No repair cost estimates were available yet, but Ms Mourton noted that even before Ike, the rig museum was badly in need of general repairs. “About $3 million worth,” she said, explaining that labor is more expensive because the rig is in the water. That means boats have to be brought in, scaffolding must be erected, environmental containment, etc.
As of mid-October, the Ocean Star was still without electricity. Several employees have been displaced from their own damaged homes on the island as well. It is unclear when the museum will reopen. “We’ve seen some very strong storms come through, but this was the strongest,” Ms Mourton said.
For many years, the OEC and Ocean Star have been working to educate the public about the offshore energy industry. The museum provides exhibits, tours and even career fairs, while the OEC provides educational programs and materials such as teacher workshops and mobile school exhibits that help students to explore possible careers in the energy industry.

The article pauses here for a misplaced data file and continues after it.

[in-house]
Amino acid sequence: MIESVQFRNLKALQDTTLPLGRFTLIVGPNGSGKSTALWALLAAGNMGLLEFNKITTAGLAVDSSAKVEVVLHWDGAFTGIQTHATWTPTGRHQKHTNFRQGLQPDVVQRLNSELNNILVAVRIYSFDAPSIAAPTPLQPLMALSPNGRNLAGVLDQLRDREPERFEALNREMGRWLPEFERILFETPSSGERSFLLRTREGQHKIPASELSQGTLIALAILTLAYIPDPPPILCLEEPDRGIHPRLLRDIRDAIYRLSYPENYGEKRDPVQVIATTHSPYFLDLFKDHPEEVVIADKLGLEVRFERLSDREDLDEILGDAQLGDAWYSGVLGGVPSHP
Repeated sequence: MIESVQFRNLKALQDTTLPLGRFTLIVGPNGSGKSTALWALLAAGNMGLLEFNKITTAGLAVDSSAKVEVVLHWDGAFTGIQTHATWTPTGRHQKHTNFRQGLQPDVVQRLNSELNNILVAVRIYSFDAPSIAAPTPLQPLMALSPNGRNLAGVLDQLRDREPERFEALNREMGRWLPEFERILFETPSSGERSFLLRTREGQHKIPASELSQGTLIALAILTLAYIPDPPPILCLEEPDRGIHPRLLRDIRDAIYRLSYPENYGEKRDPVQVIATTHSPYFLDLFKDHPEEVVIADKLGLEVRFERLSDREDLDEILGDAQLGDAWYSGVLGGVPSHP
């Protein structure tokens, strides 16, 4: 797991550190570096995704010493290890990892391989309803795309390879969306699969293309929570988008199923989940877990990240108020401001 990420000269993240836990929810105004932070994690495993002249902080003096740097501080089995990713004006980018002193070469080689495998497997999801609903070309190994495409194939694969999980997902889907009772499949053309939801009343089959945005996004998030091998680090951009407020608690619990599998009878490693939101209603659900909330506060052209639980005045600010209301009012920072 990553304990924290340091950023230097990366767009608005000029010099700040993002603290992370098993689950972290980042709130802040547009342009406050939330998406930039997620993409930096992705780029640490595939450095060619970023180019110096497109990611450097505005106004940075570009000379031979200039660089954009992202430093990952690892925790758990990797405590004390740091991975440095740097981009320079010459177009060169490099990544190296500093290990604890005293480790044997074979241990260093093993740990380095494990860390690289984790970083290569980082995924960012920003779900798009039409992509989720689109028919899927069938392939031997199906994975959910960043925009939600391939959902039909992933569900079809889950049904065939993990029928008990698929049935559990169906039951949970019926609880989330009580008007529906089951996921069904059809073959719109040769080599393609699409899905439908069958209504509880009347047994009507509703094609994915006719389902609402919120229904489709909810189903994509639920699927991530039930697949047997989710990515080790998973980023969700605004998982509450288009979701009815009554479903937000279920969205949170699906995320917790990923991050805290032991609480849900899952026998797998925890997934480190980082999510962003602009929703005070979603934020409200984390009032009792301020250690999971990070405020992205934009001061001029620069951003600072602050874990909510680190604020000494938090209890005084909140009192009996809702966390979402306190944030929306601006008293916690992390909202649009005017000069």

The Ocean Star also participates in the International Forum of Energy Centres and Museums, an effort initiated by IADC to improve public perception of the drilling industry. (For more on how the industry is working to improve its public image, please see Page 44 of the November/December 2008 issue of Drilling Contractor.) To find out more about how you can help the Ocean Star, please contact the OEC at +1-281-679-8040.